The 5th criteria (must have two) is heightened anxiety and arousal that worsened after the event including: irritability or aggression, risky or destructive behavior, hypervigilance, heightened startle reaction, difficulty concentrating, and difficulty sleeping. Now, I have always had anxiety. It runs very heavily in my family. As a little kid, I was scared of anything and everything and had to have control of everything. After the trauma, this did get a lot worse and is still a daily struggle. I have dealt with really bad anger int he past, especially in my teen years. I would yell and scream, destroy things, hold grudges, and say and do a lot of things I regret to my family and friends. It felt uncontrollable. Luckily, anger is not something heavily felt for me anymore. Believe me, I do get angry, but it’s managable and usually once I talk about it, I’m good. Thankfully, because of my fear, I have not ever done anything risky or destructive. Yes, once I turned 21, I did of course partake in that activity you can do once you turn that age. But for the most part, it has always been controlled. I will say that in the last two years, I have recognized the fact that when I am very sad/depressed it is best not to drink because it can worsen these things and can be real tempting to drink way too much. After the event, I am always afraid of being hurt in that way again. I always am looking over my shoulder, analyzing every look a man will give me, am startled super easy, and hate loud noises (especially when my husband likes to turn the surround sound up to the top level to watch action movies). At times, I do struggle with concentration and jumping from one activity to the next without finishing the first, but this has gotten better with time passing. And lastly sleep. Ugh. Sleep has always been a mess for me. In the past, sometimes I would go 2-3 days where I would only get 2-3 hours max and those were filled with nightmares. Luckily, I have found the right dosage of medication that has been a life saver to where I do usually sleep through the night now even if I do have a nightmare.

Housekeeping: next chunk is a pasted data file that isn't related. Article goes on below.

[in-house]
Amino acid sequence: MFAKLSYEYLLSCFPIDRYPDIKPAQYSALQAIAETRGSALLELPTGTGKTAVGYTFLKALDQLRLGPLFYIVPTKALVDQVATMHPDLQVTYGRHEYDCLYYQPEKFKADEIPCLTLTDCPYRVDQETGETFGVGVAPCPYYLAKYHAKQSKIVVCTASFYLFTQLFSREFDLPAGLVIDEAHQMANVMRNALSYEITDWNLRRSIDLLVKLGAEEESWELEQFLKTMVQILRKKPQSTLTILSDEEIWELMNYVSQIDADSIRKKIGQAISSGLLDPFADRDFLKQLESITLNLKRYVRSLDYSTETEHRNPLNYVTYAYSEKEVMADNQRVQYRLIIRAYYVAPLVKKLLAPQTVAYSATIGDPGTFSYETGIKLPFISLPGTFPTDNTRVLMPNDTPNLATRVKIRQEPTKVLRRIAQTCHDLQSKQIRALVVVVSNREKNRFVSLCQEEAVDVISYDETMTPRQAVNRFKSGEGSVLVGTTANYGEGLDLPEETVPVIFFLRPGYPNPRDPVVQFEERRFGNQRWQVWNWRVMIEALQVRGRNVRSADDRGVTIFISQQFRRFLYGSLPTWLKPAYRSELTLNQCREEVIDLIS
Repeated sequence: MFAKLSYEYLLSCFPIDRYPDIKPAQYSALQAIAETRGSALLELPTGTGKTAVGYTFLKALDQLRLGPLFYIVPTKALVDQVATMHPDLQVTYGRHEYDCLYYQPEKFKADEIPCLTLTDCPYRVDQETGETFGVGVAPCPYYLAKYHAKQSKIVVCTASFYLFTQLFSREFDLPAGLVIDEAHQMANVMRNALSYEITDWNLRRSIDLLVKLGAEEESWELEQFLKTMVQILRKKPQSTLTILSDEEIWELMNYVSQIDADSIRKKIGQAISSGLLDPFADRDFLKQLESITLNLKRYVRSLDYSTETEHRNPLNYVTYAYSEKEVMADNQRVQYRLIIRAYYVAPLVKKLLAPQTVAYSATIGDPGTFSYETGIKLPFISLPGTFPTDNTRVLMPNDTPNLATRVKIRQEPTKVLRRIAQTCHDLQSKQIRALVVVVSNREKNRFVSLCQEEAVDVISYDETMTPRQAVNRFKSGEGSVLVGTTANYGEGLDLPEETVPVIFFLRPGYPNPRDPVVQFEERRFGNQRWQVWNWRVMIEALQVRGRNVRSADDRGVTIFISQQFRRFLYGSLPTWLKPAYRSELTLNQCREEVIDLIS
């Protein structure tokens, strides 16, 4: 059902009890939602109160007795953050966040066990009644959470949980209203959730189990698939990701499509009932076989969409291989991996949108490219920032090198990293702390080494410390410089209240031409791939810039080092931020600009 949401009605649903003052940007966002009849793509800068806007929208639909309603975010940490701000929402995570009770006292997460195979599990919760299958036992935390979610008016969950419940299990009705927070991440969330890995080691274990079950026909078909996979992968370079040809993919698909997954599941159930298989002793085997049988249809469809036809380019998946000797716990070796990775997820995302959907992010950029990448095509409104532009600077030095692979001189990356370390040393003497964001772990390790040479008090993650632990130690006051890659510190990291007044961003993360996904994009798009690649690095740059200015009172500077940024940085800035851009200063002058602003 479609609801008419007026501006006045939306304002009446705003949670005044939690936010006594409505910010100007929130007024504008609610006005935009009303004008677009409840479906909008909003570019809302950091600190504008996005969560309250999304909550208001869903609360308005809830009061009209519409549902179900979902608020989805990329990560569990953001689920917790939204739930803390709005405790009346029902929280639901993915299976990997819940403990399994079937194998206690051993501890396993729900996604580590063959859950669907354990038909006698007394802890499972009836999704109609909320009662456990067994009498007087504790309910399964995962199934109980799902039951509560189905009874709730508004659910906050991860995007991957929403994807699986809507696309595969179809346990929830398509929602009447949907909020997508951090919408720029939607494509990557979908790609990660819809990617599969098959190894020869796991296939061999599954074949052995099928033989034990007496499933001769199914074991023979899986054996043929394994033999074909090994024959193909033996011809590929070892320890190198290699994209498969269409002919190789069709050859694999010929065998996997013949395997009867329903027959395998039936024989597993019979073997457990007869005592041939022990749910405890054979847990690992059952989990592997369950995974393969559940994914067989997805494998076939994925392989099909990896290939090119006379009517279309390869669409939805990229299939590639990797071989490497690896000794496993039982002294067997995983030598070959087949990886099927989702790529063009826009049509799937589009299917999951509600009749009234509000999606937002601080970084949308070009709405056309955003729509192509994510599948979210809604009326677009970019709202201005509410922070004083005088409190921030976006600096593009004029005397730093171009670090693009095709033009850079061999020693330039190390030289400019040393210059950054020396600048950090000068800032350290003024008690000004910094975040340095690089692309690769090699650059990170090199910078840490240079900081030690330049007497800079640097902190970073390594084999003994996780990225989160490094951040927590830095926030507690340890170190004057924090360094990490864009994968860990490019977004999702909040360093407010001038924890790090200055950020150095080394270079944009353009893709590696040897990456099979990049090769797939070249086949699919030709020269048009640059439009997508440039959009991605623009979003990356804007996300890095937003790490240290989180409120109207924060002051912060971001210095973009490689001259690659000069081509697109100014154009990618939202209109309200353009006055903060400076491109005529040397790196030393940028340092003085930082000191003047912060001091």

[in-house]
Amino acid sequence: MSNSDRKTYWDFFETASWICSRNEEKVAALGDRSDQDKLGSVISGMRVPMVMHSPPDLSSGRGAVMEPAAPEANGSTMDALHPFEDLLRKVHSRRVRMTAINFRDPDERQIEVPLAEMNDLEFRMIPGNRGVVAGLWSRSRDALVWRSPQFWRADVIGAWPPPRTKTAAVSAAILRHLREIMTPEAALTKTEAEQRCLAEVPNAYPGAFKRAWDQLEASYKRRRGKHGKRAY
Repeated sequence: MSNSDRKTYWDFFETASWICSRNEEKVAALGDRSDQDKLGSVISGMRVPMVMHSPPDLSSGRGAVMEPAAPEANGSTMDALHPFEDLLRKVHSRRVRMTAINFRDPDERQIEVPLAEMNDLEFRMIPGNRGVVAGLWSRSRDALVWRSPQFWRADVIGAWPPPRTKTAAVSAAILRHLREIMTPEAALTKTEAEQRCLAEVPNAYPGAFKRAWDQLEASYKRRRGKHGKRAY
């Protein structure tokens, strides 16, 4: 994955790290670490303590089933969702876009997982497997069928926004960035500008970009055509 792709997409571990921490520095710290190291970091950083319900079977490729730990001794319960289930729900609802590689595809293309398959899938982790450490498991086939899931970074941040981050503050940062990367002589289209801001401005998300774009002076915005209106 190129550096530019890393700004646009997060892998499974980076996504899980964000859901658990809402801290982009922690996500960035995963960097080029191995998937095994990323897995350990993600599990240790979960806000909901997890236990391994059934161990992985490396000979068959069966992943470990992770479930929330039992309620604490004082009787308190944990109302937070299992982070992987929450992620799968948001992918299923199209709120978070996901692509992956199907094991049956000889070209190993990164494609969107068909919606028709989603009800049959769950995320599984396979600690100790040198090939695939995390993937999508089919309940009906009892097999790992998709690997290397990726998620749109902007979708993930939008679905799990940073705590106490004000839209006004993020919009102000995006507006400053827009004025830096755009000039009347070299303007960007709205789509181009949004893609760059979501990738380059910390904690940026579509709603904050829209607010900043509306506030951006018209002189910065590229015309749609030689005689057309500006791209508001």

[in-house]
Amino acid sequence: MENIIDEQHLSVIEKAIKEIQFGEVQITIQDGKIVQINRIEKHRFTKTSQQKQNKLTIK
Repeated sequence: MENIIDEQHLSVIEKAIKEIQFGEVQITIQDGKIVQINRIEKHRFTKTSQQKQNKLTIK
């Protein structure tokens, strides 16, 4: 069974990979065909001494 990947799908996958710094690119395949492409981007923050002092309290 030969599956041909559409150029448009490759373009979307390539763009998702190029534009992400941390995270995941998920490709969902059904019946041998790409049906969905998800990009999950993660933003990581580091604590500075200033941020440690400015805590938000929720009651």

The next few categories can be combined easily including: symptoms have to last more than a month, symptoms have to cause psychological distress and impairment, and symptoms can’t be explained by a medical condition, substance use, or medication.
So there ya have it. That is PTSD. A personal demon of mine (and for so many others) that does make the healing process daunting. Thankfully due to two amazing therapists I have had, support from my loved ones, the right medication, and most importantly self work and reflections these symptoms are far more managable now than they have been. For me, it is helpful to fully accept this diagnosis as something I am dealing with, but do have the power to improve my symptoms and the effect it has on my life. I hope that by reading this, you will have gotten a better idea of what it is like living with this, what the actual diagnostic criteria are, and will be able to support others in your life who may have this (without shaming them) if you do not deal with it personally. Thank you again for reading and coming alongside me in this journey 🙂